Improving Hot Spot Policing through Behavioral Interventions, New York City, 2012-2018 (ICPSR 37284)

Version Date: Jun 29, 2020 View help for published

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Anuj Shah, University of Chicago. Graduate School of Business

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This project aimed to develop new insights into offender decision-making in hot spots in New York City, and to test whether these insights could inform interventions to reduce crime in hot spots. There were two phases to the project. In the first phase a set of hypotheses were developed about offender decision-making based on semi-structured interviews with individuals who were currently incarcerated, formerly incarcerated individuals, individuals currently on probation, and community members of high crime areas with no justice-involvement. These interviews suggested several factors worthy of further testing. For instance, offenders believed they were less likely to get away with a crime if they knew more about the officers in their community. That is, when police officers were less anonymous, offenders were less likely to go forward with a crime.

In the second phase a field intervention was developed and conducted to test whether reducing officer anonymity might deter crime. Through a randomized controlled trial (RCT) while working with NYPD neighborhood coordination officers, who work in New York City Housing Authority (NYCHA) developments, it was tested whether sending information about officers to residents in housing developments would deter crime in those developments.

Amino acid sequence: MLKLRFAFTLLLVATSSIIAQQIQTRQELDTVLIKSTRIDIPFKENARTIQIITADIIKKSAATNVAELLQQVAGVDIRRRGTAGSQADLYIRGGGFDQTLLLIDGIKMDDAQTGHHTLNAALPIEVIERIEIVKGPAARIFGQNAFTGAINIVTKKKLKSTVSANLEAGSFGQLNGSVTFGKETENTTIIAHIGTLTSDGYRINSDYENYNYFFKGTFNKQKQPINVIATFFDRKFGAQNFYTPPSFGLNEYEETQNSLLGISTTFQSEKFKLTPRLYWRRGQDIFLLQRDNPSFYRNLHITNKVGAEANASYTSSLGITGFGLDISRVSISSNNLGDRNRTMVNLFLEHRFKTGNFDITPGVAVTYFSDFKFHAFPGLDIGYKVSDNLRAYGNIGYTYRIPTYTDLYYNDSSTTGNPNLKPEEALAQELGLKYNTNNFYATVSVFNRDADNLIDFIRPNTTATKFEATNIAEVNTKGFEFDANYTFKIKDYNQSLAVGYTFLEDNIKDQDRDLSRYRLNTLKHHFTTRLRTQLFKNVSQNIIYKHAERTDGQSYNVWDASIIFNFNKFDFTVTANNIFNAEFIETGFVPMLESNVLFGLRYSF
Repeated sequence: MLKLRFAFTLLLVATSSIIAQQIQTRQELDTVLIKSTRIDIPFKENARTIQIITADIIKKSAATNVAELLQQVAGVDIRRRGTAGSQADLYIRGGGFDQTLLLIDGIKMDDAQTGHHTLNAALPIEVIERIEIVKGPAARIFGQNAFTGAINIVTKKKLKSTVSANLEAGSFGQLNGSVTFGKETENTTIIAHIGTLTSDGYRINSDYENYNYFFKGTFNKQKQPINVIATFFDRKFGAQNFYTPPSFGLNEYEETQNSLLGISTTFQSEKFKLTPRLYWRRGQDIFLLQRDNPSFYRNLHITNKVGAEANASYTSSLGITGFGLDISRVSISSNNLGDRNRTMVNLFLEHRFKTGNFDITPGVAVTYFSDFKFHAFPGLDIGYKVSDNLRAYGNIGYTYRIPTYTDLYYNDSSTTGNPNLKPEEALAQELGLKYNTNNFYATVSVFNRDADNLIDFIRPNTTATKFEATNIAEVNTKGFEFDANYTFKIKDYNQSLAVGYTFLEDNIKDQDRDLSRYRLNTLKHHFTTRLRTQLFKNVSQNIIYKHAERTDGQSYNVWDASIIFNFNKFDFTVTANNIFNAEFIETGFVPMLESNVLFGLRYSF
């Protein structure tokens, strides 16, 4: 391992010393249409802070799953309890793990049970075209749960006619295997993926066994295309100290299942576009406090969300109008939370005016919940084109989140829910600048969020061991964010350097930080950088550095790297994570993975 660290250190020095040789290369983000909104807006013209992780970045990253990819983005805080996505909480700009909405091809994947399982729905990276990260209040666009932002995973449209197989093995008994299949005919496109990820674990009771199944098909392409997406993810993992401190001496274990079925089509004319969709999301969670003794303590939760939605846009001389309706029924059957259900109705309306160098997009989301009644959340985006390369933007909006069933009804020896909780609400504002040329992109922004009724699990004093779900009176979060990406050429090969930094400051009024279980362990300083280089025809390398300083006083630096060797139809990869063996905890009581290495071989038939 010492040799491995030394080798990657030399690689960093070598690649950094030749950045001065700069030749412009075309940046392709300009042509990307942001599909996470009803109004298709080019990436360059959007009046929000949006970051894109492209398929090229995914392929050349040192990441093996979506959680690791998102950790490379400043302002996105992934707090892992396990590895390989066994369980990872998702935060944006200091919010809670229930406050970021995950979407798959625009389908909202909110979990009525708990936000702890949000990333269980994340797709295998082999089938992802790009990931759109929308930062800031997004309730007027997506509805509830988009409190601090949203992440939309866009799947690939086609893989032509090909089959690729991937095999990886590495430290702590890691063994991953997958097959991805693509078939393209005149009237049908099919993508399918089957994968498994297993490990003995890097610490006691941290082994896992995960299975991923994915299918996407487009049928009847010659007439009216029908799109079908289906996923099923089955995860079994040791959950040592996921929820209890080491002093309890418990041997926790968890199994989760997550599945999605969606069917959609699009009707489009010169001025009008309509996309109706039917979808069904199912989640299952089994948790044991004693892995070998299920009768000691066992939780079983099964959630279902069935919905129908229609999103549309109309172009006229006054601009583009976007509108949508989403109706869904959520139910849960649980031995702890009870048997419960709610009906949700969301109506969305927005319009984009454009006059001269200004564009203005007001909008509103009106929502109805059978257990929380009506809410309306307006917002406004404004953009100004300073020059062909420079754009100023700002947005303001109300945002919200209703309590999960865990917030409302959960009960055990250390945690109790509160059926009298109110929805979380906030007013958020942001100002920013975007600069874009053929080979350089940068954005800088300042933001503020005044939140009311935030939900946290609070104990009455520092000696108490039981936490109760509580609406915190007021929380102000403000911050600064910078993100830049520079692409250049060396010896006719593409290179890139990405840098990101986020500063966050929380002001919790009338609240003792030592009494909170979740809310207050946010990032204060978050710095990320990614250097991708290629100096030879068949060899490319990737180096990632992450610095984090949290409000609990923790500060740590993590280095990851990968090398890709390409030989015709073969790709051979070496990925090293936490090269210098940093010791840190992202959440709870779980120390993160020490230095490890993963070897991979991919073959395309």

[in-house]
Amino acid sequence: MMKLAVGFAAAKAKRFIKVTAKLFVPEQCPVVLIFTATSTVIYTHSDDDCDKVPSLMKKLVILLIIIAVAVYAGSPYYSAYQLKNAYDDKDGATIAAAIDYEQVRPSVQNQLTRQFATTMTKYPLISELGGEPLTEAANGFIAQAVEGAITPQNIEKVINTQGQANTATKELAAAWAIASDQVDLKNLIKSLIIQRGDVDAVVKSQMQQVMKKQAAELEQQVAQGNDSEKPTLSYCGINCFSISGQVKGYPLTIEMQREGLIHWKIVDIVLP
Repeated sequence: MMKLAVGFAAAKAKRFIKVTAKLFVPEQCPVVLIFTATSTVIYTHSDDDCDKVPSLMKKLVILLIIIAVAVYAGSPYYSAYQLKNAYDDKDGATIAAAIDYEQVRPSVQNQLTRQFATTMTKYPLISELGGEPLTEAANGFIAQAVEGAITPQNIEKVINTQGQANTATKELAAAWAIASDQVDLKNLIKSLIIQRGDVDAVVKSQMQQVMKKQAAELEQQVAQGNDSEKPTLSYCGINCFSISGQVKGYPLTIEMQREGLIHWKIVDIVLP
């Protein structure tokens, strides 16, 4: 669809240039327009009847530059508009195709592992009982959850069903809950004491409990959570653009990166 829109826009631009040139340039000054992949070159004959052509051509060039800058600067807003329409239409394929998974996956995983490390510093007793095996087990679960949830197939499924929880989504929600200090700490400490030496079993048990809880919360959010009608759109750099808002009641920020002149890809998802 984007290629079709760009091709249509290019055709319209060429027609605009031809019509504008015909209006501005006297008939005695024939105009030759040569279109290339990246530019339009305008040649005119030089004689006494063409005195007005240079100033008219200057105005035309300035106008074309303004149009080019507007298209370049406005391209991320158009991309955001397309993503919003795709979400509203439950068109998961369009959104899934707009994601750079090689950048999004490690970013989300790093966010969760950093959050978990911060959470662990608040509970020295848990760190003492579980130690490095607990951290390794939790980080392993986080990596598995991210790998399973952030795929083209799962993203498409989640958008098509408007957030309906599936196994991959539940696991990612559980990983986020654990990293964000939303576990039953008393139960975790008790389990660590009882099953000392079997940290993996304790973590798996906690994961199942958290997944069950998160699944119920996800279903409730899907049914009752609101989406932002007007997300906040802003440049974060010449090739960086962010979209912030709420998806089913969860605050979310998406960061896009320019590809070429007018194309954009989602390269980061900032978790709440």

Shah, Anuj. Improving Hot Spot Policing through Behavioral Interventions, New York City, 2012-2018. Inter-university Consortium for Political and Social Research [distributor], 2020-06-29.

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United States Department of Justice. Office of Justice Programs. National Institute of Justice (2013-R2-CX-0006)

Access to these data is restricted. Users interested in obtaining these data must complete a Restricted Data Use Agreement, specify the reason for the request, and obtain IRB approval or notice of exemption for their research.

Inter-university Consortium for Political and Social Research

2012-11-01 -- 2018-10-31
2018-03-01 -- 2018-04-30, 2012-11-01 -- 2018-10-31, 2014-06-27 -- 2014-10-01
  1. This deposit included qualitative data files (interviews) that will be released separately.


To develop a better understanding of offender decision making through interviews, surveys, and a behavioral intervention to increase familiarity with local law enforcement.

Randomized field trials and surveys following a behavioral intervention.

Adult public housing residents, adult ex-offenders, adult probationers, and adult incarcerated population in New York City.

Individuals 18 or older

Public complaint, arrest, 311 call, broken property, census, and NYCHA development data available from

New York City residents

Dataset 1 contains variables on NYCHA developments in New York City, including demographics, location, population, and crime incidents near the developments. Dataset 2 contains scale variables concerning feelings towards neigborhood police officers, job performance, response rate, and familiarity with those officers. It also includes items on demographics, residence, development statistics, and survey-related variables for researchers.





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